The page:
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Gaddafi fires up propaganda machine

Muammar Gaddafi's government issued an SMS to Libyans today boasting that the insurrection in the country's east is on the verge of defeat, the latest salvo in a propaganda blitz by his regime.

The army yesterday declared victory over Zawiyah, a centre for anti-regime protests just west of Tripoli, Ras Lanouf, an oil town and the frontline in Libya's rebel uprising, and the eastern hamlet of Bin Jawad.

It dealt a tough blow for the rebels who for nearly a month have been threatening the foundations of Gaddafi's regime.

The government's propaganda machine has been using state television and texting through mobile phone networks to spread its triumphalist declarations.

Early today, as Muslim worshippers prepared for weekly prayers, Libyans received a series of SMS claiming that forces loyal to Gaddafi would soon flood into Benghazi, Libya's second city and stronghold of the rebellion.

"The Benghazi loyal to Muammar Gaddafi will soon embrace the revolution" launched by the Libyan leader who led a bloodless coup overthrowing the monarchy nearly 42 years ago, the message said.

"Let the sad people of Benghazi rejoice. The day of liberation is near," said another SMS.

State television also trumpeted claims of military gains and beat the same drum as Kadhafi by blaming the insurgency on Al-Qaeda.

"The population of Ras Lanouf is overjoyed after the town was purged of armed gangs backed by Al-Qaeda."

A rally in honour of the Gaddafi regime was due to be held in Tripoli today.

But concern by the authorities of a possible outbreak of violence in Tripoli was clear when reporters were prevented from reaching the neighbourhood of Tajura, a hotspot of anti-Gaddafi sentiment.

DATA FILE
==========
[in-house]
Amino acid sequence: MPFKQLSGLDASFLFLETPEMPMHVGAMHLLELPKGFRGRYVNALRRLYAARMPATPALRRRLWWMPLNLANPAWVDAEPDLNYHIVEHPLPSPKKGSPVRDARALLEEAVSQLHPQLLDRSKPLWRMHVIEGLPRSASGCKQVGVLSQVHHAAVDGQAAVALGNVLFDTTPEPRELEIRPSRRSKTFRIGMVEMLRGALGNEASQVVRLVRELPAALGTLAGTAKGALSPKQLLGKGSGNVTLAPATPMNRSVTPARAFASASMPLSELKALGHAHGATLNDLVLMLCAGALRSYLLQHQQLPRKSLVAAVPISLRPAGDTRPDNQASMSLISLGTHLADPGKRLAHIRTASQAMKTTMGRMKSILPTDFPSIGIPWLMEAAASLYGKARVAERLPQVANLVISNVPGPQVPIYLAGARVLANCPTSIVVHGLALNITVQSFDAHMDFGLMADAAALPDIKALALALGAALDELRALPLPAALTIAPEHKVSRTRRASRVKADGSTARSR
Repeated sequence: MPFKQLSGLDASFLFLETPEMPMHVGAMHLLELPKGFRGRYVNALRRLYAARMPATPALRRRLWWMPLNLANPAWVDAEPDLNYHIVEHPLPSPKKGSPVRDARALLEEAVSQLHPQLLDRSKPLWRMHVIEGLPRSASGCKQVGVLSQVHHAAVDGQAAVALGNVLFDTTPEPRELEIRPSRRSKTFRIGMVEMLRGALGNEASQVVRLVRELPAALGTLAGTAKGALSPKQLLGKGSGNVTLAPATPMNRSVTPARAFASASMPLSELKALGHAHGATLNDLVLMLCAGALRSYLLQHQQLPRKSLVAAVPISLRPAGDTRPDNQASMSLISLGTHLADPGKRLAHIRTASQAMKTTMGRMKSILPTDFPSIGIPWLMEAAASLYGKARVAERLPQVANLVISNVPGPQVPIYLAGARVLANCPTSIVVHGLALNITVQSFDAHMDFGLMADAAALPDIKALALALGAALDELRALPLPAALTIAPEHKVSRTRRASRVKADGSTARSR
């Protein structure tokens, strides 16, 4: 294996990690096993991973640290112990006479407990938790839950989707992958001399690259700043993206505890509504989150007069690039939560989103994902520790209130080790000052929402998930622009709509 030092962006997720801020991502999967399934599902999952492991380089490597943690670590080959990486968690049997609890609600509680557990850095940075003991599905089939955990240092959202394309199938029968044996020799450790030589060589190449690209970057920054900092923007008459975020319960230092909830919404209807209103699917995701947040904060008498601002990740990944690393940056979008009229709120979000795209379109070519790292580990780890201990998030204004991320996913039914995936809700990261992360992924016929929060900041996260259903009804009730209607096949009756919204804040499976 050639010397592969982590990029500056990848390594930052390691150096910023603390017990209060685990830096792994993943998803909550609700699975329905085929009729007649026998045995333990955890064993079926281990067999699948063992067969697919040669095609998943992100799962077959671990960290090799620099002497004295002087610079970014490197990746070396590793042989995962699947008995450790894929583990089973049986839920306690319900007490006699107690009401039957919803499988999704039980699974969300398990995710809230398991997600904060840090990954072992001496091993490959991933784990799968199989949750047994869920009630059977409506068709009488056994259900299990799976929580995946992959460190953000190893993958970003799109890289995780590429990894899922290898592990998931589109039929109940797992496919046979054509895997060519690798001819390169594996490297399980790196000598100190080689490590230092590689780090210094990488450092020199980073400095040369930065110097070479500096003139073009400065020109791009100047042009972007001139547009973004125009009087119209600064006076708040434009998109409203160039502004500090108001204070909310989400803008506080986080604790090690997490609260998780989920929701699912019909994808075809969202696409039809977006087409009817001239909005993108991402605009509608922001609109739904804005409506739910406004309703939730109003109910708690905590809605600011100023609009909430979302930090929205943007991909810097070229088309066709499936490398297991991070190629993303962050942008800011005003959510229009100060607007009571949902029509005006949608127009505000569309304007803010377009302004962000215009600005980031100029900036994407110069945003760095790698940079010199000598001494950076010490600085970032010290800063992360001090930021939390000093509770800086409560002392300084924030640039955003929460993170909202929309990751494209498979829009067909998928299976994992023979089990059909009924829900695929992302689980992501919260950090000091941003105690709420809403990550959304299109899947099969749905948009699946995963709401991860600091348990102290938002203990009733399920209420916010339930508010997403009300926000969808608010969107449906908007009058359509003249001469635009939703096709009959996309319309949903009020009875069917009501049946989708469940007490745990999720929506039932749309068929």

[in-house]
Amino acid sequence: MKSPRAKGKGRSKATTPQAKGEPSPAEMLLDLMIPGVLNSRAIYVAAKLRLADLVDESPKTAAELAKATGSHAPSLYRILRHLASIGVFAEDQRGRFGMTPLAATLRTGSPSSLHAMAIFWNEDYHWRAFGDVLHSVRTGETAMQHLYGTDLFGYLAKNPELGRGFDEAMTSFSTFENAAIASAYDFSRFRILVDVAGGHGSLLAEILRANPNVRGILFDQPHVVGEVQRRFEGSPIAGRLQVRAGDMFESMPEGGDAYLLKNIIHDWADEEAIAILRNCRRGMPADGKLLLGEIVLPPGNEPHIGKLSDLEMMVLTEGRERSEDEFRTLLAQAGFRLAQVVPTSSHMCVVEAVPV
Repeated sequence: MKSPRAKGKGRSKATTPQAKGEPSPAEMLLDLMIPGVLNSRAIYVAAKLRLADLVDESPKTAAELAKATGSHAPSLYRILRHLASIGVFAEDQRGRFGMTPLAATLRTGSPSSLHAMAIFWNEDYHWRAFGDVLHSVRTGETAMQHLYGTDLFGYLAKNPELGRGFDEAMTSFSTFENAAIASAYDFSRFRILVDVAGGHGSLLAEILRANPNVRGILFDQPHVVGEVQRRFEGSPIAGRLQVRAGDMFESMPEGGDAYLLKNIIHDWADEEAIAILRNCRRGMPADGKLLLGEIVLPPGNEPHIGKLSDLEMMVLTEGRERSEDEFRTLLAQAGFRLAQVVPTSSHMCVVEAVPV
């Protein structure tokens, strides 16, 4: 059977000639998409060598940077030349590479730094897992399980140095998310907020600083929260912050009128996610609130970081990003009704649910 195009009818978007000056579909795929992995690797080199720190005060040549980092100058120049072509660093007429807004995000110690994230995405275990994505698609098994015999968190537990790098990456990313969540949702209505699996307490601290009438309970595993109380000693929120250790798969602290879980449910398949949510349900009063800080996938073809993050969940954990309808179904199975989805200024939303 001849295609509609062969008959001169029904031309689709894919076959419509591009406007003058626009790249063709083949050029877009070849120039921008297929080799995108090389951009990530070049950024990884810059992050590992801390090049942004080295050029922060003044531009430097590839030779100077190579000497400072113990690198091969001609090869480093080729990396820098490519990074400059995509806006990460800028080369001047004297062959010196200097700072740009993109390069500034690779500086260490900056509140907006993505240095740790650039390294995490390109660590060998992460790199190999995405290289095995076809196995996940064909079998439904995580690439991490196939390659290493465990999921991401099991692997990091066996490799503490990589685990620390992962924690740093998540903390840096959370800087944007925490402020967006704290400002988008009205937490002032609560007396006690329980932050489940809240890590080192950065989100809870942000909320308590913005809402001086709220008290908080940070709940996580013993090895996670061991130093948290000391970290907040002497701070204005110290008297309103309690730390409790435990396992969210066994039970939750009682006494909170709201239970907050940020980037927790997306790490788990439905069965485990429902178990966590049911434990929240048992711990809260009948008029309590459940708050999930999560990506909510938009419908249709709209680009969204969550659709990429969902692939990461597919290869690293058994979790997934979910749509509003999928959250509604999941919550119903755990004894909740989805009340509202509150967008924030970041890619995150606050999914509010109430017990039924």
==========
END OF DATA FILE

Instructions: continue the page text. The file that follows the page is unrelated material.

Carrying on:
About a dozen journalists attempted to enter Tajura -- scene of clashes between police and residents after weekly prayers the previous two Fridays -- but were ordered back to the government-controlled Rixos hotel.

"Suddenly, as we arrived at Tajura's mosque, centre of the opposition (to Gaddafi), two jeeps drove up and unidentified people detained us," Paulo Dentunho, correspondent for Radio Television Portugal (RTP), told AFP.

Libyan foreign media minders followed.

"They said it was not possible to stay, that we had to leave because (pro-government) militias would soon show up," he added.

Meanwhile Gaddafi loyalists hung banners glorifying the Libyan strongman on the gates of the Rixos hotel, where the authorities have penned the foreign media.

Messages printed on the banners also called on the international press to tell the "truth" about events in Libya which the regime blames on Islamist "terrorists."

"Journalists, why didn't say facts as it is in Libya?" read one banner written in broken English.

Others said: "Muammar is our Father" and "We all are Muammar Gaddafi."

Internet is not available outside the hotel and Libyan phones have not worked since yesterday evening.

In a speech yesterday to a frenzied crowd of youths, Gaddafi's son, Seif al-Islam, pointed hundreds of regime backers and told the foreign press:

"There, that is the Libyan people, and not some elements who are holding hostage the populations of the cities," east of Tripoli.

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